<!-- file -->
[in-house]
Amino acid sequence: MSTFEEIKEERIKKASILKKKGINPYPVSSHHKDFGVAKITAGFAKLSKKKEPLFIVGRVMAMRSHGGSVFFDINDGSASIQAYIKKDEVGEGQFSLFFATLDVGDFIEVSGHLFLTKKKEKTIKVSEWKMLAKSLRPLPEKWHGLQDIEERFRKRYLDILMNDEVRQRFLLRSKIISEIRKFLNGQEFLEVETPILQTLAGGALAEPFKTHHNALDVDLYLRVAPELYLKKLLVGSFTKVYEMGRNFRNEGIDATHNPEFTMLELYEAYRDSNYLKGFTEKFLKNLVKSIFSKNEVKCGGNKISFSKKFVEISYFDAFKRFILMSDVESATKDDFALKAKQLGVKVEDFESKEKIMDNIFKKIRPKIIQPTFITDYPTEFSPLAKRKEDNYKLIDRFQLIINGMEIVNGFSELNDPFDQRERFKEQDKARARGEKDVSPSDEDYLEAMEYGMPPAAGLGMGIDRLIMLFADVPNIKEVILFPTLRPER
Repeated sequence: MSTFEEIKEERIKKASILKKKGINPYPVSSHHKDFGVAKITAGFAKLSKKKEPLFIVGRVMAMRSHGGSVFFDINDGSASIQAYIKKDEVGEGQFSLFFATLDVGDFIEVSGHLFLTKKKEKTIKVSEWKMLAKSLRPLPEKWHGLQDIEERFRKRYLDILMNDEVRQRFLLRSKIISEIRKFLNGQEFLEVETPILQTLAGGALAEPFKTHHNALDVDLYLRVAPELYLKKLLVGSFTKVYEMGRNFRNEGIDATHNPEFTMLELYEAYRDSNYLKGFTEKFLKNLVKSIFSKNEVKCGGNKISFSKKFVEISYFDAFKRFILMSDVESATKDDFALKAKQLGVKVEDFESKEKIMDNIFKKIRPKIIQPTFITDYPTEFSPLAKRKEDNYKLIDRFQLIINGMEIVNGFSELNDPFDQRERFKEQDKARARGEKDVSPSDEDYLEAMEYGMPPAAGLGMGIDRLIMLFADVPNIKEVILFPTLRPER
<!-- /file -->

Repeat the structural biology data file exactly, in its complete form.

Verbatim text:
[in-house]
Amino acid sequence: MSTFEEIKEERIKKASILKKKGINPYPVSSHHKDFGVAKITAGFAKLSKKKEPLFIVGRVMAMRSHGGSVFFDINDGSASIQAYIKKDEVGEGQFSLFFATLDVGDFIEVSGHLFLTKKKEKTIKVSEWKMLAKSLRPLPEKWHGLQDIEERFRKRYLDILMNDEVRQRFLLRSKIISEIRKFLNGQEFLEVETPILQTLAGGALAEPFKTHHNALDVDLYLRVAPELYLKKLLVGSFTKVYEMGRNFRNEGIDATHNPEFTMLELYEAYRDSNYLKGFTEKFLKNLVKSIFSKNEVKCGGNKISFSKKFVEISYFDAFKRFILMSDVESATKDDFALKAKQLGVKVEDFESKEKIMDNIFKKIRPKIIQPTFITDYPTEFSPLAKRKEDNYKLIDRFQLIINGMEIVNGFSELNDPFDQRERFKEQDKARARGEKDVSPSDEDYLEAMEYGMPPAAGLGMGIDRLIMLFADVPNIKEVILFPTLRPER
Repeated sequence: MSTFEEIKEERIKKASILKKKGINPYPVSSHHKDFGVAKITAGFAKLSKKKEPLFIVGRVMAMRSHGGSVFFDINDGSASIQAYIKKDEVGEGQFSLFFATLDVGDFIEVSGHLFLTKKKEKTIKVSEWKMLAKSLRPLPEKWHGLQDIEERFRKRYLDILMNDEVRQRFLLRSKIISEIRKFLNGQEFLEVETPILQTLAGGALAEPFKTHHNALDVDLYLRVAPELYLKKLLVGSFTKVYEMGRNFRNEGIDATHNPEFTMLELYEAYRDSNYLKGFTEKFLKNLVKSIFSKNEVKCGGNKISFSKKFVEISYFDAFKRFILMSDVESATKDDFALKAKQLGVKVEDFESKEKIMDNIFKKIRPKIIQPTFITDYPTEFSPLAKRKEDNYKLIDRFQLIINGMEIVNGFSELNDPFDQRERFKEQDKARARGEKDVSPSDEDYLEAMEYGMPPAAGLGMGIDRLIMLFADVPNIKEVILFPTLRPER